The part of Africa where bocio (pronounced bow-chee-aw) are found was the Guinea Coast, or the Slave Coast. 

People in this region share not only common sculptural interests, but also belief in vodun, mysterious forces or powers that govern the world and the lives of those who reside within it.

Sculptures of the bocio type function in relationship with these vodun energies, to both protect humans and to offer avenues of individual empowerment and change.

Protection from acts attributed to witches was one of the primary roles of bocio.  Because misfortune or death in the community often is said to be brought about by some act of sorcery, in periods of elevated difficulty and morality due to factors such as war, malnutrition, disease, and other causes, witchcraft fears were especially strong.  (1)


Fon altar dedicated to Minona, goddess of motherhood and sorcery.
Town of Sodohome, Republic of Benin. Photograph: Suzanne Preston Blier.



Added to the surfaces of many bocio works are a wealth of materials, such as cords, iron, skeletal matter, locks, pegs, beads, cloth, gourds, leaves, earth, fur, and feathers, which individually and in combination activate the sculpture and convey key concerns addressed within.  Most such objects also emphasize attributes of binding, knotting, or piercing as a means of promoting their larger empowerment and protection roles.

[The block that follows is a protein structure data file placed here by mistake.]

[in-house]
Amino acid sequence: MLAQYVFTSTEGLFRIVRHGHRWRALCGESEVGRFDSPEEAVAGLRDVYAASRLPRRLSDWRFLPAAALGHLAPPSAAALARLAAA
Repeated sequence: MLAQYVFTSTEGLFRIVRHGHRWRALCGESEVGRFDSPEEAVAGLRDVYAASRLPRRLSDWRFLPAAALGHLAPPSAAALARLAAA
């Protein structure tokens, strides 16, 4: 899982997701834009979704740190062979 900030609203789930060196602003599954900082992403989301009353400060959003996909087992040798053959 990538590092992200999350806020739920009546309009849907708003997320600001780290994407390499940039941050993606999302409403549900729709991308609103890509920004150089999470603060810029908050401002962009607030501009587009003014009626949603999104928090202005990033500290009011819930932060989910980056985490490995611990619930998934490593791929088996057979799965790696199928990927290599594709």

In figural works, the body often serves as a symbolic frame, with particular anatomical parts being bound in cord or pierced with pegs in conjunction with specific problems or desires of the user.  Anger for example, is conveyed through wrapping a cord around or placing a peg in the stomach; fears of death are suggested by a peg in the neck, loss of memory by a peg in the forehead; binding or pegging the arms alludes to the diminishment of one's strength. (2)




Fon bocio. wood. height: approx. 15 cm. Abomey, Republic of Benin. Photograph: Suzanne Preston Blier.

Fon bocio. Abomey, Republic of Benin. approx. 1 m. Photograph: Suzanne Preston Blier.